A poster of Hezbollah Secretary-General Hassan Nasrallah in southern Lebanon.
(photo credit: ALI HASHISHO/REUTERS)
In July 2013 European Union governments agreed to blacklist the armed wing of Hezbollah as a terrorist organization. For years the US and Israel had been urging Europeans to ban Hezbollah, but it was only after Hezbollah carried out a terrorist attack on European soil that the EU was moved to act.
The attack on an Israeli tour bus in Burgas, Bulgaria, in 2012, which resulted in the deaths of five Israelis and their Bulgarian Muslim bus driver and the wounding of another 32 Israelis, forced the Europeans to recognize the obvious: Hezbollah is not a legitimate political movement; it is a terrorist organization that has no qualms about targeting innocent civilians.
Yet even after the EU agreed to designate Hezbollah a terrorist organization, it was careful to make a distinction between the “military” arm of Hezbollah and the “political” arm, as though there was a difference between the two.
The thinking among European politicians was that singling out Hezbollah, considered a legitimate political party inside Lebanon, would result in diplomatic blowback abroad and damaged relations with Muslims at home. Indeed, many European politicians – particularly on the Left – are convinced that Hezbollah is so popular that such a designation would be seen as a declaration of war against Islam itself.
The truth is that it is absolutely essential that the EU make a critical distinction between Islamists – those who adhere to a totalitarian ideology advocating the most brutal of methods for the advancement of their goals – and the majority of Muslims, who, given a choice, would opt for a version of Islam that does not call for the massacre of innocent civilians.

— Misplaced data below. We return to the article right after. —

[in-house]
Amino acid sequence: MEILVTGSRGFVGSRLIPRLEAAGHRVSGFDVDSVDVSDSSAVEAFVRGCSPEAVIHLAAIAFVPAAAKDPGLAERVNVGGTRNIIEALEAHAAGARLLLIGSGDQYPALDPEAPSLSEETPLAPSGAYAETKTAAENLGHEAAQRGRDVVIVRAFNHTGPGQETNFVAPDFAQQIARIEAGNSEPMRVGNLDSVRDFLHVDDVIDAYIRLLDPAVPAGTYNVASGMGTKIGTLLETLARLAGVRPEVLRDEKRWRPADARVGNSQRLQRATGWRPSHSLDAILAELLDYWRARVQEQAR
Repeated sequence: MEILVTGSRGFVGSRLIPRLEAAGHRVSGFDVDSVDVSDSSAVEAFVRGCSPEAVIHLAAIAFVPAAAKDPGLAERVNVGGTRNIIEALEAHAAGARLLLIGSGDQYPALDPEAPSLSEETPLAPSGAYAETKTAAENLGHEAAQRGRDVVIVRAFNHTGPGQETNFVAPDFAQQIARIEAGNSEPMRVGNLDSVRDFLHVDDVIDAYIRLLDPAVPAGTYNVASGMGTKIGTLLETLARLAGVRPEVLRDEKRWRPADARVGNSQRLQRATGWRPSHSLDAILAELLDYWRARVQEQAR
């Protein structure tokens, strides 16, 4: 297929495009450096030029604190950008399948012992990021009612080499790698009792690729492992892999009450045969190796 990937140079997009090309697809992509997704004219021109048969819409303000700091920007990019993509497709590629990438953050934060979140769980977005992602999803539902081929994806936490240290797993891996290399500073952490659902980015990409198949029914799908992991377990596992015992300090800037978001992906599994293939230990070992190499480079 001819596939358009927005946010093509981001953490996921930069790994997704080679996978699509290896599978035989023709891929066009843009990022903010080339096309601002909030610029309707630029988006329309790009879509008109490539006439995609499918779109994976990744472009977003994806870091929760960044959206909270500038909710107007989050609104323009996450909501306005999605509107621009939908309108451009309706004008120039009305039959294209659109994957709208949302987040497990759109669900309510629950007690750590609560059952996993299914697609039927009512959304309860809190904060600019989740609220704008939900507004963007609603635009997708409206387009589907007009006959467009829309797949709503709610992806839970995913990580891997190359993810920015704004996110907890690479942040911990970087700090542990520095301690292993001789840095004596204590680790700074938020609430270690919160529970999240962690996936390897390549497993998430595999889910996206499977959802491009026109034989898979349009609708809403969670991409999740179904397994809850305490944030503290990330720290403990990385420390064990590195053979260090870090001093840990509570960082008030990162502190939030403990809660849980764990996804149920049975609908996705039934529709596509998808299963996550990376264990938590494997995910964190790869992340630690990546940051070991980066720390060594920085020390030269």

That’s why the call Thursday by members of the European Parliament to EU foreign policy chief Federica Mogherini to designate the “political” arm of Hezbollah as well as a terrorist organization is so important. Europeans, who are presently grappling with a huge influx of migrants from Muslim countries, cannot afford to abandon their own values and moral and cultural distinctions.
While liberal democracies rightly balk at restricting political freedoms, there should be no doubt on what to do when it comes to Hezbollah. As Danish MEP Anders Vistisen, one of the three co-initiators of the letter, said: “It is high time to acknowledge that Islamist-inspired terrorism is not only a threat to the Middle East, but is also the top threat to Europe’s security.”
A letter sent to Mogherini was signed by a cross section of 60 members of the European Parliament. The other co-initiators were Lars Adaktusson of Sweden and Péter Niedermüller of Hungary.
Yesh Atid chairman Yair Lapid, who has been working with American and European politicians to ban organizations such as Hezbollah and the Popular Front for the Liberation of Palestinian, a terrorist organization responsible for the deaths of dozens of Israelis, including the 2001 assassination of tourism minister Rehavam Ze’evi, said that “it is time for the European Union to ban the entirety of Hezbollah and stop the money, recruitment of terrorists, and shows of public support which are taking place on European soil. This letter is a welcome initiative, and sooner or later the European Union will have to do the right thing.”
Hezbollah helped Iran expand its influence into Syria; it dragged Lebanon into a war with Israel in 2006, and seems poised to do so again in 2018; it is responsible, according to the UN-affiliated Special Tribunal for Lebanon, for the 2005 assassination of Lebanon’s prime minister Rafik Hariri; it has also carried out terrorist attacks in Argentina and Bulgaria, and is responsible for the deaths of American soldiers in Lebanon.
Maintaining an artificial distinction between “political” and “military” activities is absurd and sends out a problematic message to moderate Muslims that Europe has lost the will to fight for its values.